I, along with many of you, am disgusted by the governor’s scandals. In the House, we have the power to present Articles of Impeachment.
The process toward impeachment has begun. Below is an infographic outlining the Constitutional steps for impeachment in Missouri. This week, the House investigation continued. It is scheduled to be complete by April 9.
The Missouri Capitol will be under construction for the next two years. The streets around the Capitol are closed, with signs directing an alternate route. In case you’re wondering what it will look like, here is an artist rendering. Construction is expected to be complete by the end of 2020.
In the Community
This week, we had a celebration of Vietnam veterans in the Capitol. It was a great day to honor veterans. If you or a loved one served in the Vietnam war, please contact my office about being honored next year.
I am currently scheduling meetings in June to talk with constituents about the voting process and how to be involved with your government. If you would like to schedule a time for me to meet with you and your neighbors, please let me know by responding to this e-mail!
I enjoy opportunities to meet with people in the community and participate in local events. It’s one of the best parts of my job! I am busy planning town halls, including a large one with Reps. Beck, Lavender and Burns, at South County Tech High School, 12721 W Watson Rd., on April 7 from 10-12. Please come!
Thanks for reading. Have a great week!
The committees I am on are:
- Children and Families
- Fiscal Review
- Insurance Policy, Standing
- Subcommittee on Creation and Appointments
- Rules — Administrative Oversight
- Special Committee on Innovation and Technology
- Career and Technical Education Advisory Council
Candidates have filed to run in the April general election.
The polls will be open 6AM-7PM on Election Day, April 3, 2018.
- Aldermanic Seat (4 seats)
- Board of Trustees seat (2 seats).
- Aldermanic Seat — Ward I
- Aldermanic Seat — Ward II
- Aldermanic Seat — Ward III
- City Council (3 seats)
- League of Women Voters will be holding a candidate forum on March 13 at 7:00 pm at the Webster Groves Rec Center (33 E Glendale)
There will not be an April election in the wards I represent in St. Louis City (16 and 23).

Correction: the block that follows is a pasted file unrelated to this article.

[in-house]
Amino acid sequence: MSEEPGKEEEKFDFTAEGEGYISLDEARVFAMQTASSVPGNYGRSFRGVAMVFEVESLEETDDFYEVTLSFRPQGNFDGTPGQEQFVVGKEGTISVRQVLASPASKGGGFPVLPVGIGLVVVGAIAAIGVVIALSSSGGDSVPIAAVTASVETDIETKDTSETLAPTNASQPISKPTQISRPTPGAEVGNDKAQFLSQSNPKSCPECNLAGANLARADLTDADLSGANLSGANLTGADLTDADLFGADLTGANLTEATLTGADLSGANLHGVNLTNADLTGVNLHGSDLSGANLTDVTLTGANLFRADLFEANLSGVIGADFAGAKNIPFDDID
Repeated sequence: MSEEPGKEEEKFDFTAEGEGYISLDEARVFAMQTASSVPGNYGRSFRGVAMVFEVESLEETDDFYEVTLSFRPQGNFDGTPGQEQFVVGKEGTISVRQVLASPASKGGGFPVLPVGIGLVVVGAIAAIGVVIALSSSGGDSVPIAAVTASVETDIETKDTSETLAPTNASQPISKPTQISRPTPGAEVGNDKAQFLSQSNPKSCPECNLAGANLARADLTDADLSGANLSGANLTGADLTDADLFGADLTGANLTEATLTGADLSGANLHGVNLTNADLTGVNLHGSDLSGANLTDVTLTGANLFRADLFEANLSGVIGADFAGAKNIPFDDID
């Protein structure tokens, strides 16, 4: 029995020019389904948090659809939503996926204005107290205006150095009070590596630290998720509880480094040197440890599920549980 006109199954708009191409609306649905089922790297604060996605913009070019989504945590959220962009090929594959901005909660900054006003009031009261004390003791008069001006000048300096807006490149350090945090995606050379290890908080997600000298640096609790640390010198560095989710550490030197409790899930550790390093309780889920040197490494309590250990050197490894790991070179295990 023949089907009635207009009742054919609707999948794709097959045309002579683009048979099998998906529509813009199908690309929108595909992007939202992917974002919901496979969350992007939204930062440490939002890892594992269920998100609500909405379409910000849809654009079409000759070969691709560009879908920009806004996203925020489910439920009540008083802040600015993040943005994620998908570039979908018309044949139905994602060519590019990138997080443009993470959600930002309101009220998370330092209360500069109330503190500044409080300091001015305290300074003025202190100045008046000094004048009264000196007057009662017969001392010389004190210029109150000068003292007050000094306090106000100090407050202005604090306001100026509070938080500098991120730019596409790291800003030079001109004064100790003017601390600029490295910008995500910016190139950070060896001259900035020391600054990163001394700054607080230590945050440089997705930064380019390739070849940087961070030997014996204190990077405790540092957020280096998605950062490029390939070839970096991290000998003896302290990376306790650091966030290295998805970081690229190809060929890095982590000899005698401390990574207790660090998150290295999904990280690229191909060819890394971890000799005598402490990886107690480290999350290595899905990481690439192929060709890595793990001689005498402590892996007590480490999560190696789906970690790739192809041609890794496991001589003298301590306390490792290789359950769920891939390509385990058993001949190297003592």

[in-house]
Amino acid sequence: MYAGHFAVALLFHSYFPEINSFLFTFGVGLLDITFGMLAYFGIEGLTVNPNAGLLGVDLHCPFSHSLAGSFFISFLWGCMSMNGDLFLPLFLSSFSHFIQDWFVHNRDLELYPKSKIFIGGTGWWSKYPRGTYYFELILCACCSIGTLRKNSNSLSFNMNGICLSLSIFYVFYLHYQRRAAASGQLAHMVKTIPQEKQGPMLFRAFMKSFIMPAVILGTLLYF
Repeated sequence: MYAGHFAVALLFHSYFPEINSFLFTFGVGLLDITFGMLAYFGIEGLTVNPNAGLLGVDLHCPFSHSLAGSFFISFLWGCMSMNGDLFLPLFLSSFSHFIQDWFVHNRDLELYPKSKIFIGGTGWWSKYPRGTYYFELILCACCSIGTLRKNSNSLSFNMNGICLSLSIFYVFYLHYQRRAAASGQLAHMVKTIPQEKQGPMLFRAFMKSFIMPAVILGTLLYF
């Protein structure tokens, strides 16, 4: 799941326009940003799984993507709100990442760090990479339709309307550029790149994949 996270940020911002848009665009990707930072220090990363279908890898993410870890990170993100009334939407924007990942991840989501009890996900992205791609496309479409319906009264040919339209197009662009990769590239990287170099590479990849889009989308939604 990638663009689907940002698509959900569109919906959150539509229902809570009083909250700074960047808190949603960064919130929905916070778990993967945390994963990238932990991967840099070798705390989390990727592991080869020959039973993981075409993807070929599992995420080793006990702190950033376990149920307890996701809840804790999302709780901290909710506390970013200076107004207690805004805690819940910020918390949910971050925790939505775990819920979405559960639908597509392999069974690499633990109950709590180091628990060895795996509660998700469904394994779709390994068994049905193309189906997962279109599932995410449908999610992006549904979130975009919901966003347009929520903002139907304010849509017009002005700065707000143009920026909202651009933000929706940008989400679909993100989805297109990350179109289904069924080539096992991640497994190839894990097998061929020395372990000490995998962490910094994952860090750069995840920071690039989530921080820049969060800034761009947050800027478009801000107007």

The Red Cross has issued an urgent call for blood donations. Platelet and type O negative and B negative blood donations – in particular – are critically needed right now. Hectic holiday schedules, winter weather and an active cold and flu season collectively contributed to more than 28,000 fewer donations than what was needed in November and December.
The Red Cross must collect more than 13,000 donations every day for patients at about 2,600 hospitals and transfusion centers nationwide. Accident and burn victims, heart surgery and organ transplant patients, and patients receiving treatment for leukemia, cancer or sickle cell disease may all require blood to help save their lives.
Eligible individuals are urged to schedule a blood or platelet donation today by using the Red Cross Blood Donor App, visiting redcrossblood.org or calling 1-800-REDCROSS (1-800-733-2767). Donors can help even more people by inviting a family member, friend or co-worker to donate too.
The Missouri Bar has launched a new website, https://missouri.freelegalanswers.org/. This website will provide some legal answers for low-income people from trained lawyers, and also has resources for other legal assistance for people who need it. It is a resource for people who need legal help but cannot afford it.
I will share events here that I am asked to share with my constituents.
- Town Hall with Reps. Sarah Unsicker, Doug Beck, Bob Burns and Deb Lavender on Saturday, April 7 from 10-12 at South County Tech High School, 12721 W Watson Rd.